Does breast milk need a warning label? It’s a ridiculous idea, but this question and others are cropping up in response to a food labeling paper released by the Codex Alimentarius Commission (CAC). It recommends warning labels for some healthy foods. According to Roger Clemens, DrPH, CFS, CNS, FIFT, FACN, FIAFST, “It would be impossible to follow what they recommend.”

Saturated fats, such as those found in palm oil, are now considered to be part of a healthy diet. Several studies among humans indicate red palm oil, consumed by millions around the world, may be particularly healthful. The CAC’s saturated fats recommendations could therefore have far-reaching implications.

What is the CAC?
The Food & Drug Administration sets policy for approximately 324 million Americans. With few exceptions, the rest of the world relies on the CAC, an intergovernmental body established by the Food and Agriculture Organization of the United Nations and the World Health Organization. Its purpose is to protect the health of consumers and ensure fair practices in the food trade.

Recommended trans fat and saturated fat labeling guidelines
Based on the assumption that all trans fatty acids (TFAs) and saturated fats increase cardiovascular disease risks, the CAC is proposing that foods labeled as “TFA-free” can contain no more than 1 gram of TFAs per 100 grams of fat. Products claiming to be TFA-free must also get no more than 10% of their calories from saturated fat.

“This paper fails to differentiate between naturally occurring trans fats and those created through the hydrogenation process,” Clemens points out. “Breast milk contains naturally occurring trans fats. More than 50 percent of its calories come from fat with approximately 30 percent coming from saturated fat. If these naturally occurring fats are truly bad for us, tell that to mother nature! Saturated fat is the primary energy source for babies.”  He adds, “We can’t blindly accept these recommendations. We need proper perspective.”

What else went wrong?
Clemens points out that the recommendations appear to rely on outdated science and incomplete analytical data. “Some of the numbers appear to be based on current detectable levels rather than what is clinically relevant,” he points out. “Clinical trials on natural versus industry TFA sources have found significant differences in their effect on cardiovascular disease risk factors. This shouldn’t be ignored.”  

Clemens elaborates with these points concerning TFAs and saturated fats:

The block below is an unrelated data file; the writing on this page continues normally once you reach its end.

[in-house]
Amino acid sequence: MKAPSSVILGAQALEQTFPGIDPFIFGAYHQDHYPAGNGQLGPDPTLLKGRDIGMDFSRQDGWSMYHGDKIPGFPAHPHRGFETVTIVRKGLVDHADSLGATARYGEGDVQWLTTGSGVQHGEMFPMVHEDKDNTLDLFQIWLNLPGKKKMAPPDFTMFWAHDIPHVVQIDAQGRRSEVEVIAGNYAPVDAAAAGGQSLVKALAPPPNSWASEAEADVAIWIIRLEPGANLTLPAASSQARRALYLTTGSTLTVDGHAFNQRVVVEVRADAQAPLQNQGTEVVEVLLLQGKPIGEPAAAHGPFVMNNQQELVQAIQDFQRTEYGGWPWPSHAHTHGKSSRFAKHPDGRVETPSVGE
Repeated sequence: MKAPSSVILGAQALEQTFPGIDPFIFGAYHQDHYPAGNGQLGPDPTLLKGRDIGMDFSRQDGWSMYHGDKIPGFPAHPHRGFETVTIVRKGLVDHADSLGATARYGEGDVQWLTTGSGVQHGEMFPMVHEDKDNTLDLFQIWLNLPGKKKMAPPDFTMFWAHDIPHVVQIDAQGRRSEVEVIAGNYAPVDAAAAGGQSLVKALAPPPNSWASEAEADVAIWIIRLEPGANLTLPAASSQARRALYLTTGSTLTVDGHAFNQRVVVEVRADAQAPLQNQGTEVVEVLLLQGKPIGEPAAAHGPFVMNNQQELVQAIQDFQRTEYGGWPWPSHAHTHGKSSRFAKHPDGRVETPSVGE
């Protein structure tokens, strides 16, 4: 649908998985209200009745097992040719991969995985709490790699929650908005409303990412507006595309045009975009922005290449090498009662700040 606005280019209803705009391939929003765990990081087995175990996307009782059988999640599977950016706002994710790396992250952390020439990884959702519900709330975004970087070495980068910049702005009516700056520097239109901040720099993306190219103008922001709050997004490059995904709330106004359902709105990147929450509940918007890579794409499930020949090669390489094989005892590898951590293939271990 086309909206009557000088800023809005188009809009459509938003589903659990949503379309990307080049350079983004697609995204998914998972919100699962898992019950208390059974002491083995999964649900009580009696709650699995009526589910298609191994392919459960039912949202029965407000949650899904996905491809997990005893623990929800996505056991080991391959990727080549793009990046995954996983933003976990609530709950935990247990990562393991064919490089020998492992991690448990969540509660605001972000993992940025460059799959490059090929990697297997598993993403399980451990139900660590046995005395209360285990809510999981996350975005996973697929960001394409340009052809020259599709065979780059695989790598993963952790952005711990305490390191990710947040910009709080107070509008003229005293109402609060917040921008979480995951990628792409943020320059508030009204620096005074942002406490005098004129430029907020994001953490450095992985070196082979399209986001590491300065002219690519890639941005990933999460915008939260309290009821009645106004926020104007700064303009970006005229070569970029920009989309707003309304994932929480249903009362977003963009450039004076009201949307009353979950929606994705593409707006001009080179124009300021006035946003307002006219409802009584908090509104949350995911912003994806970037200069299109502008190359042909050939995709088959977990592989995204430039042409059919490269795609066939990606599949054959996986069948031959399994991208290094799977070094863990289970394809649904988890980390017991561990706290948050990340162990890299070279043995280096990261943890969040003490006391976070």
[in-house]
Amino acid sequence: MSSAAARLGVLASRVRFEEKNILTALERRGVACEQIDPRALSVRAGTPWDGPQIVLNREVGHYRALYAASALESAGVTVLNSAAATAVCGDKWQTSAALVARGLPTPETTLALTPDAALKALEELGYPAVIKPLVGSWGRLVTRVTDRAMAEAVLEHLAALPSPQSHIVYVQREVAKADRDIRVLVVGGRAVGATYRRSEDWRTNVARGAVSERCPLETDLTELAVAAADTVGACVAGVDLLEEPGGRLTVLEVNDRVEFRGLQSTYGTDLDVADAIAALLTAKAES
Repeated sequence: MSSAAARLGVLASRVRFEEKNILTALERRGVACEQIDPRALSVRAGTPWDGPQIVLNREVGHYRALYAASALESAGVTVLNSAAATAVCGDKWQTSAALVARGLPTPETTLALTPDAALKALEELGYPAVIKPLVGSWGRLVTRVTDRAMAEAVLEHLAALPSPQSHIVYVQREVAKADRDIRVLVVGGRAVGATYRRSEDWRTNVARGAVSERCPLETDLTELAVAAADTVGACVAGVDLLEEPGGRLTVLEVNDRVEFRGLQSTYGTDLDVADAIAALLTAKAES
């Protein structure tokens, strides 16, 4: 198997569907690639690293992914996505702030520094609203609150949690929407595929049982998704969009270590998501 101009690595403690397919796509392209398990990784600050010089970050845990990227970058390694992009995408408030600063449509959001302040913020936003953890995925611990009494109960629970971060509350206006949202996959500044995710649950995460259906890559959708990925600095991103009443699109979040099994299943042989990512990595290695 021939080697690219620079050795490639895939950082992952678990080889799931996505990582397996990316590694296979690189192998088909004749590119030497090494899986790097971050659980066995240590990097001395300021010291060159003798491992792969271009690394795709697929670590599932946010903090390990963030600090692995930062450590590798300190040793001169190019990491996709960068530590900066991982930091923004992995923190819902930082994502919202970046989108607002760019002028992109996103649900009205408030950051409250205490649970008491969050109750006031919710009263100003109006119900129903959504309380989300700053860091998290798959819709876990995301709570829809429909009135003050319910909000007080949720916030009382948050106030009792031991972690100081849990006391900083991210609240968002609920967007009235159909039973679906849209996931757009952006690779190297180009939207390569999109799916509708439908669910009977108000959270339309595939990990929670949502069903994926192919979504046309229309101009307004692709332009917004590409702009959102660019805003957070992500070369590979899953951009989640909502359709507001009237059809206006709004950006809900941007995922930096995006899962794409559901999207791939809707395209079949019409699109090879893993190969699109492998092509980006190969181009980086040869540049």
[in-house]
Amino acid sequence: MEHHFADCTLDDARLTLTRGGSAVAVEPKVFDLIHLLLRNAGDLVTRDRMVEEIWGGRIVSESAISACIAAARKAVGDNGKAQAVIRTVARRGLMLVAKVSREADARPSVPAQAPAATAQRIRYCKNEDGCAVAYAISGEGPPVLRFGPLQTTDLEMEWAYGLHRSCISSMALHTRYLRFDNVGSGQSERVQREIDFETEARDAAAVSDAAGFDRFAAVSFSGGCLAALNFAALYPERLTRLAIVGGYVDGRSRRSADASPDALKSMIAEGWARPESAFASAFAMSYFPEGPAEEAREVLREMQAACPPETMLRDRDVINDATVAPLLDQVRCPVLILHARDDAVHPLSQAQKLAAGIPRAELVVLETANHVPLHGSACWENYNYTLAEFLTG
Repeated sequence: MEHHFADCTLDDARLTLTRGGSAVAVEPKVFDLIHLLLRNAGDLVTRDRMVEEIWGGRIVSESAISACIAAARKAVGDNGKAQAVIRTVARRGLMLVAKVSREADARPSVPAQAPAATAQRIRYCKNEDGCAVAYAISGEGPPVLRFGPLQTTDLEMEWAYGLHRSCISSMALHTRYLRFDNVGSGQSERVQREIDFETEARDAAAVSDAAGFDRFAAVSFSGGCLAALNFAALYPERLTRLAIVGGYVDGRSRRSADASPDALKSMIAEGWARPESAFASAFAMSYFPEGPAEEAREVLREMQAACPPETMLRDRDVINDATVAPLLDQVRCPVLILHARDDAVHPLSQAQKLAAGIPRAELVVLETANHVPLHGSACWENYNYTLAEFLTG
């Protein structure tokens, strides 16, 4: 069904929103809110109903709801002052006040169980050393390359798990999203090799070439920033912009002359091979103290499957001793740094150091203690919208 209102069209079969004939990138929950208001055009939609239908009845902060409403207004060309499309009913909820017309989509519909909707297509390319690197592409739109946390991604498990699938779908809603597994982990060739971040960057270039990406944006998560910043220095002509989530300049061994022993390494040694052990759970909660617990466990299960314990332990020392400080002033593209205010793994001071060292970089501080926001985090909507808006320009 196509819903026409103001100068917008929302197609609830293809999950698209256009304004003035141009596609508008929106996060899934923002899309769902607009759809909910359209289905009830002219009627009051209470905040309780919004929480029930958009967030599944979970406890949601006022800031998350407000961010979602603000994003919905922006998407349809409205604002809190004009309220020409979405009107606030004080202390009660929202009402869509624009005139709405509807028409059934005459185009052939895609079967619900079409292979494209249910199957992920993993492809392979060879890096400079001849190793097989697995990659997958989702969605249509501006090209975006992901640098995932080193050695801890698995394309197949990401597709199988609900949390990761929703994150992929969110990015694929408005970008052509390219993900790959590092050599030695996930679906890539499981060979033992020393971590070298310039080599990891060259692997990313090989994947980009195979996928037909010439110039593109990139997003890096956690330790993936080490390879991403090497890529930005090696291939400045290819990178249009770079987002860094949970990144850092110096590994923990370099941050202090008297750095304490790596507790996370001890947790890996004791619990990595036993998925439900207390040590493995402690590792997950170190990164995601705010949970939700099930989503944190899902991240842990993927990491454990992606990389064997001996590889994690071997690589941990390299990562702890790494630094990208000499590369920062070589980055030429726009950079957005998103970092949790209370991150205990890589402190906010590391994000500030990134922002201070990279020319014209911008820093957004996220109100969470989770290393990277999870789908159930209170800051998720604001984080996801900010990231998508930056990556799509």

• TFAs are naturally occurring in dairy products and mother’s milk. In everyday practice, it would be impossible to achieve classic toxic TFA levels from these healthy sources.
  • On page 10 of the report, CAC does give some analytical data but fails to identify whether they are using industrial or natural (ruminant) TFAs. Without that, how can we accurately assess the data?
  • TFAs are a minor factor in cardiovascular disease. Genetics and lifestyle are much bigger issues.
  • The only true atherogenic saturated fatty acids in our diets, and which humans make naturally, are myristic acid and palmitic acid. Their greatest effects have been shown in rabbits, and questionably in humans. Different types of saturated fatty acids also have different effects relative to heart health and health in general. It is important to remember that humans make the saturated fatty acid palmitic and in fact, this fatty acid is a precursor to many fat-like substances which are needed in the human body for optimum metabolism and health.  
  • The food industry has already largely reduced TFAs. But the data show a diet of 35% to 40% energy from fat may be healthful. Low-fat diets, less than 30% of calories, have been largely shown to be ineffective at lowering chronic disease risks.
  • “Free of TFAs” would be dietary mistake. You would delete all dairy products, because the CAC does not differentiate the forms of TFAs. Dairy brings rich nutrition to people around the world, including underserved populations.   

He refers to a U.S. News & World Report article by K. Aleisha Fetters, which cited research supporting full-fat diets as being healthier. “She got it right. People around the globe still need to learn about current and dynamic nutritional science. Healthful saturated fats, such as those found in olive oil, palm oil, avocados and some nuts, are associated with weight loss, lower diabetes risk and decreased risk of heart disease. We must remember that it’s the amount and frequency of consumption that separate the differences between healthful and unhealthful dietary patterns that contribute to human health.”

Clemens concludes that, “If something was truly a risk factor, I would jump on it. But extensive reviews and meta-analyses have called into question much of what many assumed to be consistent and true about saturated fat, trans fats and our health. In fact, not all saturated and trans fatty acids fit the perceived “unhealthful” mold. And if we were to try to follow the CAC’s labeling recommendations, it would be both impossible and unnecessary.”

Roger Clemens is a member of Media Relations Inc.’s panel of highly respected third-party experts. He is compensated to express his own professional opinions, through the media, about certain products.


SEE ALSO  A form of Vitamin E that may help protect against radiation damage, says world renowned expert



Show Buttons
Hide Buttons